Editorial Exchange: Loving the Underdog

By Godbout, Neil | The Canadian Press, February 7, 2018 | Go to article overview

Editorial Exchange: Loving the Underdog


Godbout, Neil, The Canadian Press


Editorial Exchange: Loving the underdog

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An editorial from the Prince George Citizen, published Feb. 6:

In an essay she wrote for The Atlantic last week about how much she hates Tom Brady, Philadelphia native and proud Eagles fan Adrienne LaFrance cited academic studies to show why people prefer the underdog in any competition and offer weak support for the expected winner.

Brady is the legendary quarterback of the New England Patriots and there is little doubt he is the greatest football player of all time at that position. On Sunday, he was playing in his eighth Super Bowl, having already won five championships. The 40-year-old Brady and his teammates were favourites to win again over the underdog Eagles, a team that had never won the Super Bowl before.

As a result, only Citizen columnist Kathi Travers and a few other people with clear ties to Massachusetts were the only ones upset that the Eagles won 41-33.

As the research shows, everyone loves it when David beats Goliath, which is why that story is one of the most memorable biblical tales.

The reason, the academics found, comes down to investment and payoff.

Cheering for the favourite is a high-risk, low-reward endeavour. Rooting for Canada at the Olympics in hockey or curling is the right thing to do for patriotic reasons but it's not easy. The favourite is expected to win, meaning that the disappointment when Canada loses is greater than the excitement when we capture gold in those sports.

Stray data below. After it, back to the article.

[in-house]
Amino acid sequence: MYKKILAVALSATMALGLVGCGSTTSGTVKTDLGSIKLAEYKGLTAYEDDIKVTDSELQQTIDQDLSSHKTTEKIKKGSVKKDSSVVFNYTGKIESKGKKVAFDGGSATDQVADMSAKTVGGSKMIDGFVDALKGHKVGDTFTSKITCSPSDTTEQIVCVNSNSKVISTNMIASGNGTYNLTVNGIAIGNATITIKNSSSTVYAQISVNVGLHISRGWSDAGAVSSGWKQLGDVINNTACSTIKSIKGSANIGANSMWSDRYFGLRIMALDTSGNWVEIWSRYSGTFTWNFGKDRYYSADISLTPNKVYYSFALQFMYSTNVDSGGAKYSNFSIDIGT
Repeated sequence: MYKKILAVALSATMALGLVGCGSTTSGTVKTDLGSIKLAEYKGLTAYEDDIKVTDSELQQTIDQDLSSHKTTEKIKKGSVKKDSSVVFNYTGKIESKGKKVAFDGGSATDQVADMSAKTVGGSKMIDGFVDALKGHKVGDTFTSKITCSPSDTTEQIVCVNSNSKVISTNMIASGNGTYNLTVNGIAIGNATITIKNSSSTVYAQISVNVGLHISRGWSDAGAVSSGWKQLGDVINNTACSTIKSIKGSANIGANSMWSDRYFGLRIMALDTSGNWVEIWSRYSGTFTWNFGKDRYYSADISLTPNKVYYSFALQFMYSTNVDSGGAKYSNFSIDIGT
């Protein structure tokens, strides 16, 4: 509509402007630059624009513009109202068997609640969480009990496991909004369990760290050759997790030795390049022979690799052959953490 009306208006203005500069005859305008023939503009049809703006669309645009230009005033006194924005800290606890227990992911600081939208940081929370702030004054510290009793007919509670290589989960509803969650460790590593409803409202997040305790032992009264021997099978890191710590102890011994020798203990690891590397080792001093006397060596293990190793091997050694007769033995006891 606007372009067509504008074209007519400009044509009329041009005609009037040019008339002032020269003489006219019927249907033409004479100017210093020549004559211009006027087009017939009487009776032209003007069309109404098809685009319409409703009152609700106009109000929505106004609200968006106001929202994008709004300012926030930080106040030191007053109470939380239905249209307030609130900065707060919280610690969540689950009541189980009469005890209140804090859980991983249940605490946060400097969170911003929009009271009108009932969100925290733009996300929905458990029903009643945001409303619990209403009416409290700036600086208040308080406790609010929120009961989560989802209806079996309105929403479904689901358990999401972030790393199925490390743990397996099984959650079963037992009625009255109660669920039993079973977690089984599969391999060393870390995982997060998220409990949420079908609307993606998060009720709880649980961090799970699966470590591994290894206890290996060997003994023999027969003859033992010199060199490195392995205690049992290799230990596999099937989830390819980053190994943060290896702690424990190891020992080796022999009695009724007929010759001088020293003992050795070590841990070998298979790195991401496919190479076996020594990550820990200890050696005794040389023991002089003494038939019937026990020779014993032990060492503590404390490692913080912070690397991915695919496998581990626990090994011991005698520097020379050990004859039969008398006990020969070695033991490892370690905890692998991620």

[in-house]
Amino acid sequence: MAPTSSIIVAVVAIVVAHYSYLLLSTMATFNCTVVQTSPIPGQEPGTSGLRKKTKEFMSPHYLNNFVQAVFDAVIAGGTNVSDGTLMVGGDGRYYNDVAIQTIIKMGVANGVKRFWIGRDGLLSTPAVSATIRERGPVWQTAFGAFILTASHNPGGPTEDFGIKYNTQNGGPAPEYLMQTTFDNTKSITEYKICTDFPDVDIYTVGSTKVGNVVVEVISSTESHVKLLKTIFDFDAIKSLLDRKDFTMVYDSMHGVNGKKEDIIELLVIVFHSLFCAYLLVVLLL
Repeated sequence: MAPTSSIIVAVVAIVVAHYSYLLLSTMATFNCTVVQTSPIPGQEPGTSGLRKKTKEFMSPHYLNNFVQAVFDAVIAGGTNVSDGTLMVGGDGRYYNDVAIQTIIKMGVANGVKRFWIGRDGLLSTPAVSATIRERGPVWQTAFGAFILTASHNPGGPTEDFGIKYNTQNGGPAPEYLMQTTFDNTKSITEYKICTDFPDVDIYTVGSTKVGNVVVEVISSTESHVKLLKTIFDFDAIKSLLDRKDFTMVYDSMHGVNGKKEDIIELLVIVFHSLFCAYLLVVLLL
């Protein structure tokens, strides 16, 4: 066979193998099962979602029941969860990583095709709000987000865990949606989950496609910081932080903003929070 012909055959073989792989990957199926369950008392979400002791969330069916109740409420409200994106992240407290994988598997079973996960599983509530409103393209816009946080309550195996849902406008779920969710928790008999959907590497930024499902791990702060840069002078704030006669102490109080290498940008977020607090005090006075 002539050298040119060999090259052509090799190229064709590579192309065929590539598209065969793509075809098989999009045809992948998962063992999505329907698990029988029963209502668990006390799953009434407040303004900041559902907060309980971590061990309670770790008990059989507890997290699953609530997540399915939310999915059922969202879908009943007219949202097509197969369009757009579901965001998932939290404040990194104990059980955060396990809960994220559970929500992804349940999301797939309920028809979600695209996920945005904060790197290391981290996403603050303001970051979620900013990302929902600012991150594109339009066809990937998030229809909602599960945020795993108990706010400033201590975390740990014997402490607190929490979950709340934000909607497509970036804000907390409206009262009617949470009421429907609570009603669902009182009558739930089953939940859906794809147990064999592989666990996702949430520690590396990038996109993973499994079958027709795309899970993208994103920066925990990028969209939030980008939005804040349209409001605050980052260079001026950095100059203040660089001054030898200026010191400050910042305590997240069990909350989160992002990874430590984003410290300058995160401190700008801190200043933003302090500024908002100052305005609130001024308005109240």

Conversely, that's why rooting for the underdog is so much more fun, a low-risk but high-reward investment. The underdog is supposed to lose so the disappointment isn't great when it happens but a surprising victory brings such deep joy.

That's also why underdogs go out of their way to portray themselves as underdogs while the favourites pump lots of air into the underdog's tires before the big game.

The preference for the underdog isn't just a sports thing, of course.

On Saturday night, Andrew Wilkinson was elected as the new leader of the B.C. Liberals. The only time he ever led in voting was on the fifth and final ballot. He was third for the first three ballots and crept up to second on the fourth ballot before winning. Meanwhile, Dianne Watts, long considered the front runner in the leadership race, won every ballot except the one that mattered.

The jubilation by Wilkinson supporters was only matched by the dismay of those yearning for Watts to win. …

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